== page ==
Dr. Bronwyn King
I never would have imagined my work as a doctor would take me to corporate boardrooms across the globe, from Melbourne to London, Paris, New York and more. But then I never would have imagined I would be invested in the tobacco industry either.
In my early time as a doctor, I did a placement on the lung cancer ward of the Peter MacCallum Cancer Centre in Melbourne. Despite being able to offer the very best medicine available, the majority of my patients died, many of them in their 50’s and 60’s, some as young as 40. It was shocking to bear witness to the true impact of tobacco. Whilst the treatment and care of patients is paramount, we must deal with the source of the problem – tobacco and the companies that manufacturer it.
Once I discovered that through my compulsory pension fund, I was invested in and actually owned a part of a several tobacco companies, I couldn’t just do nothing – I had to take action.
In my quest to disentangle the Australian pension sector from tobacco I’ve become well informed about tobacco and the extent of the ‘tobacco epidemic’, as it is referred to by the World Health Organisation. The numbers astound me. Six million deaths per year are attributed to tobacco and we are on track for one billion tobacco related deaths this century.
Many, including investors (both individual mums and dads as well as big financial institutions), aren’t actually aware of the extent of their tobacco exposure. Tobacco stocks are generally picked up in standard products. Often, tobacco companies have not been selected specifically for investment, but they are wrapped up within default investment products, so they still find a way into your portfolio.
I founded Tobacco Free Portfolios to collaboratively engage with leaders of the finance sector to encourage tobacco free investment. Finance executives have been alarmed also, at the scale of the tobacco problem and have deeply considered the role they can play in addressing this pressing global issue. One by one, they have acted and are now proud to lead organisations that are tobacco free. There are now 35 tobacco free pension funds in Australia – just over 40% of all funds. Each tobacco free announcement is met with resounding public support.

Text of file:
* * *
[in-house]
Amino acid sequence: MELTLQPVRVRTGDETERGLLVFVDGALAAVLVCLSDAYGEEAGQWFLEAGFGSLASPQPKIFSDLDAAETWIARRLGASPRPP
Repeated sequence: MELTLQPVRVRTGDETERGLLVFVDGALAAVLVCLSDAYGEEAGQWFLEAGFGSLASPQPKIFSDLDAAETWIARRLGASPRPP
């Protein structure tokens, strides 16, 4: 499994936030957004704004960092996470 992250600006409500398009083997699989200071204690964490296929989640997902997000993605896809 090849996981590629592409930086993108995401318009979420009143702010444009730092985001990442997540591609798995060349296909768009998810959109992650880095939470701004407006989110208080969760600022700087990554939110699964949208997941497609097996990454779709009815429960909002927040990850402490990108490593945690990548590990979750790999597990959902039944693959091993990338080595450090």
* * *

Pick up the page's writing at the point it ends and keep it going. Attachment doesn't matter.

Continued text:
Tobacco Free Portfolios recently took a global step and we were delighted to work with the global insurance giant AXA who announced a tobacco free decision in May 2016, divesting $1.8B Euro of tobacco assets. More organisations are soon to follow suit. That is the way of the future. Affiliations with the tobacco industry are no longer wanted. There are very few individuals or organisations that actively seek to be a part of the tobacco industry. The associations are often so deep and longstanding that it can seem overwhelming – but they must be addressed and they must be undone.
Momentum for tobacco-free investment continues to grow steadily and I can confidently say that the conversation in Australian has largely moved from ‘should we go tobacco-free?’ to ‘how can we go tobacco-free?’ This is a pleasing development and a terrific case study, however, there is still much to do to accelerate action across the globe. The good news is that conversations I have in Paris, Singapore, London and New York are received with exactly the same concern as the conversations I have in Melbourne, Sydney and Canberra. The devastating impact of tobacco is felt everywhere on Earth. Tobacco is everyone’s problem, not just the doctors that provide the care and treatment. We should all feel obliged to do something about it and all those with investments, including those through compulsory pension schemes have a role to play.
It’s up to us to keep tobacco control on the agenda and in public dialogue. A tobacco free future that will allow our children and the generations to come to enjoy long and healthy lives should be our shared hope.
Further details available at www.tobaccofreeportfolios.org
This article will also be published as part of the conference materials for the 17th World Conference on Lung Cancer, to be held in Vienna, 4-7 December 2016.